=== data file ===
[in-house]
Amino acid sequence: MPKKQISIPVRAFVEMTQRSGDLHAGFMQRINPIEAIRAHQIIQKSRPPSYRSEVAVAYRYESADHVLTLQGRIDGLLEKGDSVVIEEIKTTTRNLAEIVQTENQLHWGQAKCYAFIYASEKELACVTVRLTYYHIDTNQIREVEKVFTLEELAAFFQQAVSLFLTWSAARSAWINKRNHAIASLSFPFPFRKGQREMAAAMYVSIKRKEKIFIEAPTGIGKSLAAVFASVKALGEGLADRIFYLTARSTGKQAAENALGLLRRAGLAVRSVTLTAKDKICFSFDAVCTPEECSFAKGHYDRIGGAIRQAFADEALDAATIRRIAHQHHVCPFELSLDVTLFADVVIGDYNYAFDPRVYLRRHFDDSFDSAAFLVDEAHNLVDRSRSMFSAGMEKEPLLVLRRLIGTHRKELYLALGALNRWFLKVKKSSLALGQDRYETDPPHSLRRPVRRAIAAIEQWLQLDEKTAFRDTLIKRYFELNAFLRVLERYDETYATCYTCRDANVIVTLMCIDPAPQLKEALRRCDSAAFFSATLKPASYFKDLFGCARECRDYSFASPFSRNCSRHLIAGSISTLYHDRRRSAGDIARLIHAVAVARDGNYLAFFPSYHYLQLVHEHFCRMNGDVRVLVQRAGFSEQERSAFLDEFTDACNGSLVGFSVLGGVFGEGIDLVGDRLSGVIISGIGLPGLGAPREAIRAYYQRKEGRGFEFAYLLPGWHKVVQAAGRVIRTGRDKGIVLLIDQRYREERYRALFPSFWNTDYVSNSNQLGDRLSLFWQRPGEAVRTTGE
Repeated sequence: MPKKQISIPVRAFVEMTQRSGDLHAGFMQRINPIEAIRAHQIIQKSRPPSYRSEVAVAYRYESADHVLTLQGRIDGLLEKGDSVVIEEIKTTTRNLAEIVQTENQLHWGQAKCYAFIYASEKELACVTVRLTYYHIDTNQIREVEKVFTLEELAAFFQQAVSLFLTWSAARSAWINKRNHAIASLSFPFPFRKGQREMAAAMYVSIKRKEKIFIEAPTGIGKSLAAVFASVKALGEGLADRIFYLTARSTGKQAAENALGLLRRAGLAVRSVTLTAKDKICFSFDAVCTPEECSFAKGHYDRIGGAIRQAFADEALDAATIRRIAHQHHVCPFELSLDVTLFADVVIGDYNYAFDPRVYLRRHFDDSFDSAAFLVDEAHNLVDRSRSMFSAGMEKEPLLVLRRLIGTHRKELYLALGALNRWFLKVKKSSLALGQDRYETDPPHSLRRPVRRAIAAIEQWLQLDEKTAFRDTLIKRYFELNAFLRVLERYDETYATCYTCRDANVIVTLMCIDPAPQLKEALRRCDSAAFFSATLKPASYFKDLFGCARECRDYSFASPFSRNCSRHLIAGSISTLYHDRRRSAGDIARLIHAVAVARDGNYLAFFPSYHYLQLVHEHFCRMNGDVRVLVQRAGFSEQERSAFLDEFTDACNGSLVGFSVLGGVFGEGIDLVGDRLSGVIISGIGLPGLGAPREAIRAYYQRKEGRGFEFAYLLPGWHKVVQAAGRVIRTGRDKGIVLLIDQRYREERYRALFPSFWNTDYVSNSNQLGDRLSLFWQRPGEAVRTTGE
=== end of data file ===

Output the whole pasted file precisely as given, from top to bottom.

[in-house]
Amino acid sequence: MPKKQISIPVRAFVEMTQRSGDLHAGFMQRINPIEAIRAHQIIQKSRPPSYRSEVAVAYRYESADHVLTLQGRIDGLLEKGDSVVIEEIKTTTRNLAEIVQTENQLHWGQAKCYAFIYASEKELACVTVRLTYYHIDTNQIREVEKVFTLEELAAFFQQAVSLFLTWSAARSAWINKRNHAIASLSFPFPFRKGQREMAAAMYVSIKRKEKIFIEAPTGIGKSLAAVFASVKALGEGLADRIFYLTARSTGKQAAENALGLLRRAGLAVRSVTLTAKDKICFSFDAVCTPEECSFAKGHYDRIGGAIRQAFADEALDAATIRRIAHQHHVCPFELSLDVTLFADVVIGDYNYAFDPRVYLRRHFDDSFDSAAFLVDEAHNLVDRSRSMFSAGMEKEPLLVLRRLIGTHRKELYLALGALNRWFLKVKKSSLALGQDRYETDPPHSLRRPVRRAIAAIEQWLQLDEKTAFRDTLIKRYFELNAFLRVLERYDETYATCYTCRDANVIVTLMCIDPAPQLKEALRRCDSAAFFSATLKPASYFKDLFGCARECRDYSFASPFSRNCSRHLIAGSISTLYHDRRRSAGDIARLIHAVAVARDGNYLAFFPSYHYLQLVHEHFCRMNGDVRVLVQRAGFSEQERSAFLDEFTDACNGSLVGFSVLGGVFGEGIDLVGDRLSGVIISGIGLPGLGAPREAIRAYYQRKEGRGFEFAYLLPGWHKVVQAAGRVIRTGRDKGIVLLIDQRYREERYRALFPSFWNTDYVSNSNQLGDRLSLFWQRPGEAVRTTGE
Repeated sequence: MPKKQISIPVRAFVEMTQRSGDLHAGFMQRINPIEAIRAHQIIQKSRPPSYRSEVAVAYRYESADHVLTLQGRIDGLLEKGDSVVIEEIKTTTRNLAEIVQTENQLHWGQAKCYAFIYASEKELACVTVRLTYYHIDTNQIREVEKVFTLEELAAFFQQAVSLFLTWSAARSAWINKRNHAIASLSFPFPFRKGQREMAAAMYVSIKRKEKIFIEAPTGIGKSLAAVFASVKALGEGLADRIFYLTARSTGKQAAENALGLLRRAGLAVRSVTLTAKDKICFSFDAVCTPEECSFAKGHYDRIGGAIRQAFADEALDAATIRRIAHQHHVCPFELSLDVTLFADVVIGDYNYAFDPRVYLRRHFDDSFDSAAFLVDEAHNLVDRSRSMFSAGMEKEPLLVLRRLIGTHRKELYLALGALNRWFLKVKKSSLALGQDRYETDPPHSLRRPVRRAIAAIEQWLQLDEKTAFRDTLIKRYFELNAFLRVLERYDETYATCYTCRDANVIVTLMCIDPAPQLKEALRRCDSAAFFSATLKPASYFKDLFGCARECRDYSFASPFSRNCSRHLIAGSISTLYHDRRRSAGDIARLIHAVAVARDGNYLAFFPSYHYLQLVHEHFCRMNGDVRVLVQRAGFSEQERSAFLDEFTDACNGSLVGFSVLGGVFGEGIDLVGDRLSGVIISGIGLPGLGAPREAIRAYYQRKEGRGFEFAYLLPGWHKVVQAAGRVIRTGRDKGIVLLIDQRYREERYRALFPSFWNTDYVSNSNQLGDRLSLFWQRPGEAVRTTGE